Star of the show on the second day was the annual translation slam featuring the “market focus” country – Mexico this year. The author and two translators discussed her text and their translations in wonderfully geeky detail, overseen with panache and good humour by all-round translation guru Daniel Hahn. The second day is generally when I find myself in the zone at these things – the first day is overwhelming and the third, exhausting. On the second day, I managed my best networking, and it also featured the Emerging Translators Network’s annual social. It was a shame to be in a gloomy pub on the most glorious day of the year so far, and two tables were woefully insufficient for the sheer mass of translators per square inch, but we can’t have everything.

The most inspiring talk of the third day was a discussion of the role of public libraries in promoting translated literature – something I’ve seen a bit of via Norfolk and Suffolk’s Summer Reads scheme, but also with a crossover with Translators in Schools that’s worth pondering some more.  The end of the third day also featured free champagne and free books, and then Persian food before a train home, shattered.

So, what are my top survival tips?

Trees in London park

My haven of lunchtime tranquility

Bring sandwiches, or find somewhere outside the exhibition hall to eat. Captive audiences result in uninspiring sandwiches at sky-high prices… In fact, getting out to a lovely sunny park to eat my lunch every day made the rest of it so much more bearable – particularly important if you’re an introvert like me! A little fresh air is also always good.

And when it comes to coffee, not all artisan coffee bars within Olympia are equal and there are (comparative) bargains to be had.

Comfy shoes! Nuff said.

Check out seminar streams beyond the Literary Translation Centre. There were some very interesting panels in the Children’s Hub and the Market Focus streams that were just as relevant.

If you want to have targeted conversations with publishers, book meetings in advance. But random, casual chats can also bear fruit.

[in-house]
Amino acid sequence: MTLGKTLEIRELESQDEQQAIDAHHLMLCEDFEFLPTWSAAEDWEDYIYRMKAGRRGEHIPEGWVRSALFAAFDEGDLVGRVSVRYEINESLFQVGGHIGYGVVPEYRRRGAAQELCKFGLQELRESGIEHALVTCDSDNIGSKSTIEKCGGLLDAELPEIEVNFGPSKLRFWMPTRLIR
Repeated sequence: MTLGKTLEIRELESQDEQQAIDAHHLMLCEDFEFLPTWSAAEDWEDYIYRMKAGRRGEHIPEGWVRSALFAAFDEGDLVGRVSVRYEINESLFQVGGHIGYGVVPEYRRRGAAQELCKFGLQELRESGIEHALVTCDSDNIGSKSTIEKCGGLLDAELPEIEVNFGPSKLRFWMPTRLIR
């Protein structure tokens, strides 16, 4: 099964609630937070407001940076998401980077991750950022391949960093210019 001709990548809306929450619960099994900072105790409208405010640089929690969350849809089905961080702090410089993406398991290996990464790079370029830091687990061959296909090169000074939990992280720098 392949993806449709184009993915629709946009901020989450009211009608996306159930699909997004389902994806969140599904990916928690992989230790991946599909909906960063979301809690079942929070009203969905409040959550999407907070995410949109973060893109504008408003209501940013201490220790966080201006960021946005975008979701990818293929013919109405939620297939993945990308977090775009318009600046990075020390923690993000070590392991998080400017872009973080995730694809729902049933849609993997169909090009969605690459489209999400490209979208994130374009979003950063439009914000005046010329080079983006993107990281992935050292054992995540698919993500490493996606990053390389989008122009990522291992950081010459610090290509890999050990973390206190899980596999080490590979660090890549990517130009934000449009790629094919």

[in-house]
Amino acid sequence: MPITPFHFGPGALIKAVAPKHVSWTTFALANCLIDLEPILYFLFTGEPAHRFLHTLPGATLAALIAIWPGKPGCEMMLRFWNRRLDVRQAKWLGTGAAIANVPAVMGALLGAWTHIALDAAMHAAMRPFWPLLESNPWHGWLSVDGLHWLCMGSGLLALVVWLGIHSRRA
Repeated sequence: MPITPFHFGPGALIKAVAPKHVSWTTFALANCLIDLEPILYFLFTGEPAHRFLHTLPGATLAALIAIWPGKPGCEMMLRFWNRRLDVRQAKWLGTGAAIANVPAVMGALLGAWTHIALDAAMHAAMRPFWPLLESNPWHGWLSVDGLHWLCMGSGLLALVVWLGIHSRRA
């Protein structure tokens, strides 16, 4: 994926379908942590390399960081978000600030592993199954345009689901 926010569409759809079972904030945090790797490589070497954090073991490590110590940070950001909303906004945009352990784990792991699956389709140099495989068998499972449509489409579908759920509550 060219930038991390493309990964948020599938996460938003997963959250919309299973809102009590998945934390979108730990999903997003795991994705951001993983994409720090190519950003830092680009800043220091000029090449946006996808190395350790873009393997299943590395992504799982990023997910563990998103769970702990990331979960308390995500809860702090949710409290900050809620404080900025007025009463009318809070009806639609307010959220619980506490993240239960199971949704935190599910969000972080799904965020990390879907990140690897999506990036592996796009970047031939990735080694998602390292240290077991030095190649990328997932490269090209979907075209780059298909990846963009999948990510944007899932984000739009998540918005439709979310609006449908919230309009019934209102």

And a note to whoever dreamt up the Mad Hatter’s Tea Party café in the children’s section. If you’re going to decorate it with teapots, you might want to consider having actual tea on the menu!


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Alain Claude Sulzer, Aus den Fugen/Catalyst

In the middle of a concert, in the middle of a piece, the internationally renowned pianist stands up, says “that’s it,” and walks out. This decision will change his life, but also those of the people in his entourage and audience in a whole array of unforeseen ways. The title means something like “apart at the seams” and having built up to the incident, we then see things start to unravel in response.

Alain Claude Sulzer, Aus den Fugen
Alain Claude Sulzer’s novel (KiWi Verlag, 2012) is told from the points of view of a series of characters. There is Marek Olsberg, the pianist himself, his agent, his secretary, one of the waiters supposed to be working at the after-concert party, audience members and so on. Affairs are revealed as people come home unexpectedly, relationships broken or patched up, there are endings and new beginnings. Sulzer handles all the threads of these stories skilfully, bringing them together into a satisfying and entertaining whole. There are also plenty of loose ends to leave the reader wondering. The book was shortlisted for the Swiss Book Prize in 2012.

I enjoyed the novel hugely and am pleased to see that it has been translated into English by John Brownjohn and published by Thames River Press under the title Catalyst (2014). As I was reading, there seemed to be plenty of challenges for a translator to get their teeth into, and I’d be interested to see the result. It’s a shame that there is absolutely no information about the book in English in any online bookshop that I’ve found though. If you’ve gone to the effort of publishing a book, it seems odd not to want to encourage people to buy it…